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Drivers of forest fire occurrence in the cultural landscape of Central Europe

Adámek, Martin, Jankovská, Zuzana, Hadincová, Věroslava, Kula, Emanuel, Wild, Jan
Landscape ecology 2018 v.33 no.11 pp. 2031-2045
botanical composition, cultural landscape, ecosystems, environmental factors, fire ecology, forest fires, forestry development, geographic information systems, humans, lightning, models, topography, Central European region, Czech Republic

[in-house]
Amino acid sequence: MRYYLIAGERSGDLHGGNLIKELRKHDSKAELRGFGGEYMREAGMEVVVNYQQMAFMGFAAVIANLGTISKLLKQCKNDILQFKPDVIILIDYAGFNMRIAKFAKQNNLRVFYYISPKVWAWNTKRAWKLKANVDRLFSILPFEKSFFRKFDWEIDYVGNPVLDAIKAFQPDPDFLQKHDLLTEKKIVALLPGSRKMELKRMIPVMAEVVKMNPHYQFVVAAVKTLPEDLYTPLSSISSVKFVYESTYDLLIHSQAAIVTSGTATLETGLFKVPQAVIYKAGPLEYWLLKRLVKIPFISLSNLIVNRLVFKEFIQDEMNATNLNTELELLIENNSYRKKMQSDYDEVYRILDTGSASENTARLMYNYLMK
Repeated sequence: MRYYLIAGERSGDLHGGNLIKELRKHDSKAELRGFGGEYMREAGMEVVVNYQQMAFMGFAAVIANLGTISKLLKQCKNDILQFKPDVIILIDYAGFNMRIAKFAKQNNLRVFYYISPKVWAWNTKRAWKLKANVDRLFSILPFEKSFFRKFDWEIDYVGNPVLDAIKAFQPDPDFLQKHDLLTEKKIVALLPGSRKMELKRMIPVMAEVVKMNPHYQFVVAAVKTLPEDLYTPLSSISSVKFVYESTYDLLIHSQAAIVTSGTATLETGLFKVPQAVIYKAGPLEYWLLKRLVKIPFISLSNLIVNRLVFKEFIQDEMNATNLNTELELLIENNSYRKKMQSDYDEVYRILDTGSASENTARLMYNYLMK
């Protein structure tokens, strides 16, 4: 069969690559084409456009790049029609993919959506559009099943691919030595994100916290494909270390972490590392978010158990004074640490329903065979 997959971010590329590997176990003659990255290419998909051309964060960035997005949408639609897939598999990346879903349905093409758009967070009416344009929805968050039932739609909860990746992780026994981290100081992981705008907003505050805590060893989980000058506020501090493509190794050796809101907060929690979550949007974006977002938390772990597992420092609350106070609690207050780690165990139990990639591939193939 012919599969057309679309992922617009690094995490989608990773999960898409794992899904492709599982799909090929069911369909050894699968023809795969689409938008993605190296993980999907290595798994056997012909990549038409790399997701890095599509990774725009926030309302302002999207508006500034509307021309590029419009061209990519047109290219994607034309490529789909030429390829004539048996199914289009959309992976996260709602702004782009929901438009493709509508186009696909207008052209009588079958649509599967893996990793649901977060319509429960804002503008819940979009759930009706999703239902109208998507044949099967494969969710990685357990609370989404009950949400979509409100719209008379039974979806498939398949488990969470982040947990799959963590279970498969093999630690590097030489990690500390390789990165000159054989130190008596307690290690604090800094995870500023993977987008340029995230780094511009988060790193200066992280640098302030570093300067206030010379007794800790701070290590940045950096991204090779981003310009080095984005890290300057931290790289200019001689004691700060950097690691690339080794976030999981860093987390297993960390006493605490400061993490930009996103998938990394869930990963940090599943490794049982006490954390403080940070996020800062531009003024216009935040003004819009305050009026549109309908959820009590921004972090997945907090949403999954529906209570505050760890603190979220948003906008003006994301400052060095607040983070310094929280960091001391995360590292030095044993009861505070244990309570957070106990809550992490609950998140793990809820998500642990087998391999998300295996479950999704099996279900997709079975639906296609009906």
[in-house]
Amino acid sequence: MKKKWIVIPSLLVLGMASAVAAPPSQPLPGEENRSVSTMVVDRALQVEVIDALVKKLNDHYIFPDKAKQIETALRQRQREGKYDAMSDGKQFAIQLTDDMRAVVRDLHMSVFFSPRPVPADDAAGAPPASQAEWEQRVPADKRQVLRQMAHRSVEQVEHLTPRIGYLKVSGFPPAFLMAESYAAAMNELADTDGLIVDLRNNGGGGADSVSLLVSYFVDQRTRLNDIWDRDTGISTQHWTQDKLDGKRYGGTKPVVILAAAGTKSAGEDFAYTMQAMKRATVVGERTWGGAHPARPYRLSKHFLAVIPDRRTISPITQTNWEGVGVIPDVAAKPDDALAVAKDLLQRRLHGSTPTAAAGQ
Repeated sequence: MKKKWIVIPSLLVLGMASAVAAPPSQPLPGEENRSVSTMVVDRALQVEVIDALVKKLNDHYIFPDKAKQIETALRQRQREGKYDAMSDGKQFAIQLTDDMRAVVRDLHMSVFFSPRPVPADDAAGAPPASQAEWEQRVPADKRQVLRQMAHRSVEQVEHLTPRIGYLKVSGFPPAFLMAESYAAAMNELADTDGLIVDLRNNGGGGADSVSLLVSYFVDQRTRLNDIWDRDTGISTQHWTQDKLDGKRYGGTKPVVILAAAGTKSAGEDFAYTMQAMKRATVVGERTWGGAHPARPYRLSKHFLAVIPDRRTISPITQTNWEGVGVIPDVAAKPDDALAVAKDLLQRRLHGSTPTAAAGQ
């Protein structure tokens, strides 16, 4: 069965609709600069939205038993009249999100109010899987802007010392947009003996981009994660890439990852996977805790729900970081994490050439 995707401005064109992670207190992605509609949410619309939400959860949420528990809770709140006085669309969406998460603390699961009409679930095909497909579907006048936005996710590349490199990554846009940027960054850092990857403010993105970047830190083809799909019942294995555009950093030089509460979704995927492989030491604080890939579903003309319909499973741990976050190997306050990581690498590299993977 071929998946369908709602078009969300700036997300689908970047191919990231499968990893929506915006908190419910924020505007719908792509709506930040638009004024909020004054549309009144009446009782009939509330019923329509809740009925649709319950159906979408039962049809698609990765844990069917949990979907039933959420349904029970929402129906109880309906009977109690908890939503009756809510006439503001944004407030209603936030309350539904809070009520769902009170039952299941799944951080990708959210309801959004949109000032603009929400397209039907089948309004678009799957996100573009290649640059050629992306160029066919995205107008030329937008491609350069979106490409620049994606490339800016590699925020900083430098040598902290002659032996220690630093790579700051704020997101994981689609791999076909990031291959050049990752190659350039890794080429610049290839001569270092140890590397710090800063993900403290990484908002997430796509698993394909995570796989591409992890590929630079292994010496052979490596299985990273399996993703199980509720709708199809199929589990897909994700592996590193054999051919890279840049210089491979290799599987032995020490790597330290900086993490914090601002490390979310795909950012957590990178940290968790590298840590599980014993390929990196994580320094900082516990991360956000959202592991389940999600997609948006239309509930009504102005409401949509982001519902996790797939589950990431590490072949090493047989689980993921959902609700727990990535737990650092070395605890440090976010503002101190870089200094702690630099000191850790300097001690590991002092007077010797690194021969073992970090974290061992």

CONTEXT: Wildfires in temperate Central Europe have traditionally been perceived as a mere consequence of human activity without any relevance to natural forest development, despite their documented frequent occurrence. As a result, knowledge about local fire ecology and patterns of wildfire occurrence in the landscape is lacking. OBJECTIVES: We aimed to reveal the factors influencing the spatial distribution of forest fires in the Czech Republic as a model area for the broader region. Specifically, we aimed to (1) find out which factors influence the occurrence and frequency of the forest fires at the country scale and in a selected fire-prone region; (2) examine the relationship of lightning strikes and their polarity with wildfire incidence; (3) identify the conditions determining areas with naturally driven fire-prone conditions. METHODS: We took data on 15,985 wildfire records and explored their spatial distribution using GIS layers of human, topographic, climatic and vegetation composition factors. We analysed the data using GLM and hierarchical partitioning methods. RESULTS: Wildfire occurrence was controlled mostly by environmental factors whereas wildfire frequency was strongly driven by human factors. In the selected fire-prone region, the effect of environmental factors was even more pronounced and wildfire frequency was also driven, albeit marginally, by lightning strikes of positive polarity. CONCLUSION: The pattern of wildfire occurrence in the Czech Republic was similar also to those from regions where wildfire is considered a natural part of local ecosystems. We identified the areas with natural fire-prone conditions which probably led to the development of local fire-adapted ecosystems.